Another potentially significant but often overlooked rationale to Duterte’s pivot to China is his ethnic Chinese background. Duterte’s maternal grandfather was Chinese, an immigrant from Xiamen, Fujian Province, with the surname of Lam, making his bloodline about one-quarter Chinese. This is a fact that Duterte took great pains to emphasize during his trip to China last year. “I am Chinese,” he declared in an interview broadcast on China Central Television during his trip, thereby showcasing his shared ancestral heritage with the Chinese people.16 This, of course, is a highly effective diplomatic tool, regardless of how sincerely or deeply Duterte feels that affinity. Regardless, during multiple interviews, he has repeatedly heaped praise on China, telling China’s Xinhua news agency that the Philippines is on the “best level of friendship with China”17 and thanking President Xi for “loving the Philippines.”18

Duterte, in addition to being President of the Philippines, seems to strongly identify with his ethnic Chinese heritage. In his October 2016 speech in China, he emphasized the shared “Oriental” ancestry of Filipinos and Chinese, to loud applause.19 This is a theme that he has repeated in other speeches, demonstrating how deeply he has imbibed his Asian lineage.20 As such, he may have a sincere interest in maintaining amicable relations between the two countries that collectively comprise his personal identity.

Conclusion

Arguably, two overlooked but potentially compelling reasons behind the Philippines’ change in policy could be the robust influence wielded by elite Chinese-Filipino businessmen over Duterte and Duterte’s own potentially personal affinity for China by virtue of his ethnic Chinese heritage.

This essay does not seek to argue that these variables are the only—or even the most significant—reasons for Duterte’s shift in foreign policy strategy. Foreign policymaking is an inherently messy process that takes into account numerous considerations. Nevertheless, it does serve to highlight the importance of these factors and suggest that they may have played an influential role in his decision-making.

FOOTNOTES

1

Mollman, S. (2016). "Foul-mouthed Duterte demonstrated in Beijing he can be the perfect statesman (when he wants to be)." Retrieved from https://qz.com/815913/philippine-leader-duterte-demonstrated-in-beijing-he-can-be-the-perfect-statesman/

2

Ranada, P. (2016). "Duterte visit marks ‘full recovery’ of PH-China ties." Retrieved from http://www.rappler.com/nation/149830-duterte-state-visit-full-recovery-philippines-china-relations

3

Ibid.

4

Robles, R. (2017). "Duterte plays a dangerous game in South China Sea." Retrieved from http://www.scmp.com/week-asia/geopolitics/article/2073858/duterte-plays-dangerous-game-south-china-sea

5

Mollman, S. (2016). "Foul-mouthed Duterte demonstrated in Beijing he can be the perfect statesman (when he wants to be)." Retrieved from https://qz.com/815913/philippine-leader-duterte-demonstrated-in-beijing-he-can-be-the-perfect-statesman/

6

Dumlao-Abadilla, & Cabacungan. (2016). "Big business group to join Duterte in China." Retrieved from http://newsinfo.inquirer.net/824775/big-business-group-to-join-duterte-in-china

7

Chua, A. (2004). World on fire. New York: Anchor Books.

8

Forbes. (2018). Retrieved from https://www.forbes.com/philippines-billionaires/list/#tab:overall

9

Dumlao-Abadilla, & Cabacungan. (2016). "Big business group to join Duterte in China." Retrieved from http://newsinfo.inquirer.net/824775/big-business-group-to-join-duterte-in-china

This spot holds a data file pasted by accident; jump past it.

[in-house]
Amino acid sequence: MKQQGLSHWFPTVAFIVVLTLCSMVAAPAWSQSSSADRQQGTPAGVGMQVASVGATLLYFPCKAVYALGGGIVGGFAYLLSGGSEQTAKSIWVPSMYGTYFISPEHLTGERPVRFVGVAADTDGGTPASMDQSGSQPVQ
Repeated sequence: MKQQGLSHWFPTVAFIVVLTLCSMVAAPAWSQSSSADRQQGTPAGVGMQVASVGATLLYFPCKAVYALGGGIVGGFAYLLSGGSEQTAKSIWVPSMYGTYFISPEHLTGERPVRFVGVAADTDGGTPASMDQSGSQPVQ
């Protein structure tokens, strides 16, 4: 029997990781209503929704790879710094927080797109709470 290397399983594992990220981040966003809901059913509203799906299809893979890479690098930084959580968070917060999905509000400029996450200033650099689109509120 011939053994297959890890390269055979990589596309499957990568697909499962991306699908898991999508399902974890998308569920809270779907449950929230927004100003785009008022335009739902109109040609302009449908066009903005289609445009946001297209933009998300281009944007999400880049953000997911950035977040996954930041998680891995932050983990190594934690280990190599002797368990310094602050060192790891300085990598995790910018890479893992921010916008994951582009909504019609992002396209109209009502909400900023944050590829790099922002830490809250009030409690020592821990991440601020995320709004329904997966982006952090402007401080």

10

Ho, A. (2017). "Duterte, Fil-Chinese: Business in PH doing well despite politics." Retrieved from http://cnnphilippines.com/news/2017/03/25/Fil-Chinese-group-PH-business-doing-well.html

11

Ranada, P. (2016). "Fil-Chinese businessmen welcome Duterte’s peace, order agenda." Retrieved from http://www.rappler.com/nation/politics/elections/2016/119734-filipino-chinese-businessmen-duterte-peace-order

12

Ilagan, & Manghas. (2016). "PCIJ Special Report: P334M from only 13 donors funded Duterte's presidency." Retrieved from http://www.gmanetwork.com/news/news/specialreports/591235/p334m-from-only-13-donors-funded-duterte-s-presidency/story/

13

Ranada, P. (2018). "Chinese businessmen flock to Duterte's Malacañang." Retrieved from https://www.rappler.com/newsbreak/in-depth/203898-duterte-chinese-businessmen-meetings-malacanang

14

Austria. (2015). "SM investing P15b in China." Retrieved from http://sminvestments.com/sm-investing-p15b-china

15

Calonzo, A., & Yap, C. (2016). "China Visit Helps Duterte Reap Funding Deals Worth $24 Billion." Retrieved from https://www.bloomberg.com/news/articles/2016-10-21/china-visit-helps-duterte-reap-funding-deals-worth-24-billion

16

Huang, E. (2016). "'I am Chinese': Rodrigo Duterte explained the Philippines’ shift in the South China Sea to China’s CCTV." Retrieved from https://qz.com/813171/i-am-chinese-president-rodrigo-duterte-explained-the-philippines-shift-in-the-south-china-sea-to-chinas-cctv/

17

Xinhua. (2017). "Duterte says Philippines on 'best level of friendship' with China." Retrieved from http://news.xinhuanet.com/english/2017-03/29/c_136168744.htm

18

Ranada, P. (2017). "Duterte thanks China's Xi Jinping for 'loving' PH." Retrieved from http://www.rappler.com/nation/163657-duterte-thanks-china-xi-jinping-loving-philippines

19

Ranada, P. (2016). "Duterte tells Chinese: Americans are ‘loud, discourteous.’" Retrieved from https://www.rappler.com/nation/149821-duterte-chinese-americans-loud-discourteous

20

MindaNews. (2018). "DUTERTE TRANSCRIPTS: Chinese-Filipino Business Club." Retrieved from http://www.mindanews.com/duterte-files/2018/02/duterte-transcripts-chinese-filipino-business-club-19-feb-2018/

SUBSCRIBE

SUBMIT

SHARE THIS ARTICLE

MAILING LIST

Sign up for updates, events, and more.

SUBMIT

© 2016 Publiko. All Rights Reserved.
Website designed and powered by Enkapture and Praxxys.